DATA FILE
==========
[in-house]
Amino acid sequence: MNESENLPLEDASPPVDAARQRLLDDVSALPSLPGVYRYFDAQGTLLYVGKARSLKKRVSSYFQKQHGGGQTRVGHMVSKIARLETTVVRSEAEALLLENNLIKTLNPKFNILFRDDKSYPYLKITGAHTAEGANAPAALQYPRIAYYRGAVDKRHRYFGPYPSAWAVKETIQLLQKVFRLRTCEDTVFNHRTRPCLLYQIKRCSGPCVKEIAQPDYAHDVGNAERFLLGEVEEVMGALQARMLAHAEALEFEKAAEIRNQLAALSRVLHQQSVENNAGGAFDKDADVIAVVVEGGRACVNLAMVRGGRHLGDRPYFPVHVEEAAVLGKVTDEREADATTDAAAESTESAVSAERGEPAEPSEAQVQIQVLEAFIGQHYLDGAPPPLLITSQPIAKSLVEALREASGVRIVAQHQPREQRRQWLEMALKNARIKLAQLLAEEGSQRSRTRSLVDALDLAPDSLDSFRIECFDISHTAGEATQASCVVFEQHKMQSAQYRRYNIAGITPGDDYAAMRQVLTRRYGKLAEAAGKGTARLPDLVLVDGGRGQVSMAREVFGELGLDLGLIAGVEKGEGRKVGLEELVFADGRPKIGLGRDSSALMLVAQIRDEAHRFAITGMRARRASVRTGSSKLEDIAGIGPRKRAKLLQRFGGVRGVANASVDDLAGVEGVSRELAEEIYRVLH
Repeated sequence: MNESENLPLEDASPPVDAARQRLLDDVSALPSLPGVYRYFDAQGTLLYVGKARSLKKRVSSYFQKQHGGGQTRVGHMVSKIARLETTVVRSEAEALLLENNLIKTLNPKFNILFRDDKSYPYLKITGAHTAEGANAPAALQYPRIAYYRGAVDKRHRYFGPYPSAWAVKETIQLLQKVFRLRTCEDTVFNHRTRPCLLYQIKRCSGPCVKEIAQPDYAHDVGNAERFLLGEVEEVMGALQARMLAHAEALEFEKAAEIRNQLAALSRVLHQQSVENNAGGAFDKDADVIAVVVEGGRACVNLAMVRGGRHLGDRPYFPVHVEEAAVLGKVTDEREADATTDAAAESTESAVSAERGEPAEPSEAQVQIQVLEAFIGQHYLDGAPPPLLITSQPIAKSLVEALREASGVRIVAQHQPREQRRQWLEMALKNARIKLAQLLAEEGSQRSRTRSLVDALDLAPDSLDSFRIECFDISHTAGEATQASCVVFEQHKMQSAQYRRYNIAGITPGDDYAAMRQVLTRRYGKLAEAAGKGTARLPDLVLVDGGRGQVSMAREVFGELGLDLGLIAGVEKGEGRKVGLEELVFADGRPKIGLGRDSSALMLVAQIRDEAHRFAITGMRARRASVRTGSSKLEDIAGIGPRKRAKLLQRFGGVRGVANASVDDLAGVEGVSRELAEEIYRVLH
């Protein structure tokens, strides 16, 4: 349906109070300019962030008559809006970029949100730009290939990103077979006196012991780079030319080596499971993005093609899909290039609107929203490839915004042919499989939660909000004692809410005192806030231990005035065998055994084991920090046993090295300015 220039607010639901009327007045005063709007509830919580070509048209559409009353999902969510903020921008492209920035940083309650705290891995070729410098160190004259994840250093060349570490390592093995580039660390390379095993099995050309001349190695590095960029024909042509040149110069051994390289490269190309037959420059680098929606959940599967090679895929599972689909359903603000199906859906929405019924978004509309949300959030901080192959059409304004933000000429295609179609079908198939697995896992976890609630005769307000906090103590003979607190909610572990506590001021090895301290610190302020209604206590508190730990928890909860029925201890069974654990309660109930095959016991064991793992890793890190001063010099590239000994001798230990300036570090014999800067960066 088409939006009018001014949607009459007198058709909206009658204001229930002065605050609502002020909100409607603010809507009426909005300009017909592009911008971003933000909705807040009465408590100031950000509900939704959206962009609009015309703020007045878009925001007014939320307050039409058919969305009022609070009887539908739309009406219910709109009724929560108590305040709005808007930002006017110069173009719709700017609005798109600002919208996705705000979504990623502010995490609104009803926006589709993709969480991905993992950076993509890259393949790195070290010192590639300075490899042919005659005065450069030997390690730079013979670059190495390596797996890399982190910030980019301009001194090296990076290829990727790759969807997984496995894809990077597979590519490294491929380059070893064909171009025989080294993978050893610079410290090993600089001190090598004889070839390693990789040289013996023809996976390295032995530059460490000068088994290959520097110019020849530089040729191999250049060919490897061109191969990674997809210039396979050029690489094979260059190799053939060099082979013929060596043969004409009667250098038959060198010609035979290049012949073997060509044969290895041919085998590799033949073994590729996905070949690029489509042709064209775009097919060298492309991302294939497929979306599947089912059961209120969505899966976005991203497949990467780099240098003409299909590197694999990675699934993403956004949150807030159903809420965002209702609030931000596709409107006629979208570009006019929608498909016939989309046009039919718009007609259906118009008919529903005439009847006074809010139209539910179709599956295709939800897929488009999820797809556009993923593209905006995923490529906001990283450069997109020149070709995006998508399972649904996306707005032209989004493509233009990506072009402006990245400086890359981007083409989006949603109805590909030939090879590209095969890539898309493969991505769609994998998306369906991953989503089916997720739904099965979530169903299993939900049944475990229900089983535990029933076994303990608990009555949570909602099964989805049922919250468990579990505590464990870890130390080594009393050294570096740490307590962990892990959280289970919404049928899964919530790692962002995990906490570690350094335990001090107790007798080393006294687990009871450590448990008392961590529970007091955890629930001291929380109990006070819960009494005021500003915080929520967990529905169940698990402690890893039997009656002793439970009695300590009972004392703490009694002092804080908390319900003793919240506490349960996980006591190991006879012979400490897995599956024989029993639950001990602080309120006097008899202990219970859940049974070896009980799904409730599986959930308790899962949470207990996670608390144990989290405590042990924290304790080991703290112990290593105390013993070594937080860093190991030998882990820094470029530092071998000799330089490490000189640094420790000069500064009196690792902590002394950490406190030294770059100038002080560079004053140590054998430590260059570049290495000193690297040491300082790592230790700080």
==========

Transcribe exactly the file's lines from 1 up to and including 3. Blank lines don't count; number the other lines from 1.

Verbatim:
[in-house]
Amino acid sequence: MNESENLPLEDASPPVDAARQRLLDDVSALPSLPGVYRYFDAQGTLLYVGKARSLKKRVSSYFQKQHGGGQTRVGHMVSKIARLETTVVRSEAEALLLENNLIKTLNPKFNILFRDDKSYPYLKITGAHTAEGANAPAALQYPRIAYYRGAVDKRHRYFGPYPSAWAVKETIQLLQKVFRLRTCEDTVFNHRTRPCLLYQIKRCSGPCVKEIAQPDYAHDVGNAERFLLGEVEEVMGALQARMLAHAEALEFEKAAEIRNQLAALSRVLHQQSVENNAGGAFDKDADVIAVVVEGGRACVNLAMVRGGRHLGDRPYFPVHVEEAAVLGKVTDEREADATTDAAAESTESAVSAERGEPAEPSEAQVQIQVLEAFIGQHYLDGAPPPLLITSQPIAKSLVEALREASGVRIVAQHQPREQRRQWLEMALKNARIKLAQLLAEEGSQRSRTRSLVDALDLAPDSLDSFRIECFDISHTAGEATQASCVVFEQHKMQSAQYRRYNIAGITPGDDYAAMRQVLTRRYGKLAEAAGKGTARLPDLVLVDGGRGQVSMAREVFGELGLDLGLIAGVEKGEGRKVGLEELVFADGRPKIGLGRDSSALMLVAQIRDEAHRFAITGMRARRASVRTGSSKLEDIAGIGPRKRAKLLQRFGGVRGVANASVDDLAGVEGVSRELAEEIYRVLH
Repeated sequence: MNESENLPLEDASPPVDAARQRLLDDVSALPSLPGVYRYFDAQGTLLYVGKARSLKKRVSSYFQKQHGGGQTRVGHMVSKIARLETTVVRSEAEALLLENNLIKTLNPKFNILFRDDKSYPYLKITGAHTAEGANAPAALQYPRIAYYRGAVDKRHRYFGPYPSAWAVKETIQLLQKVFRLRTCEDTVFNHRTRPCLLYQIKRCSGPCVKEIAQPDYAHDVGNAERFLLGEVEEVMGALQARMLAHAEALEFEKAAEIRNQLAALSRVLHQQSVENNAGGAFDKDADVIAVVVEGGRACVNLAMVRGGRHLGDRPYFPVHVEEAAVLGKVTDEREADATTDAAAESTESAVSAERGEPAEPSEAQVQIQVLEAFIGQHYLDGAPPPLLITSQPIAKSLVEALREASGVRIVAQHQPREQRRQWLEMALKNARIKLAQLLAEEGSQRSRTRSLVDALDLAPDSLDSFRIECFDISHTAGEATQASCVVFEQHKMQSAQYRRYNIAGITPGDDYAAMRQVLTRRYGKLAEAAGKGTARLPDLVLVDGGRGQVSMAREVFGELGLDLGLIAGVEKGEGRKVGLEELVFADGRPKIGLGRDSSALMLVAQIRDEAHRFAITGMRARRASVRTGSSKLEDIAGIGPRKRAKLLQRFGGVRGVANASVDDLAGVEGVSRELAEEIYRVLH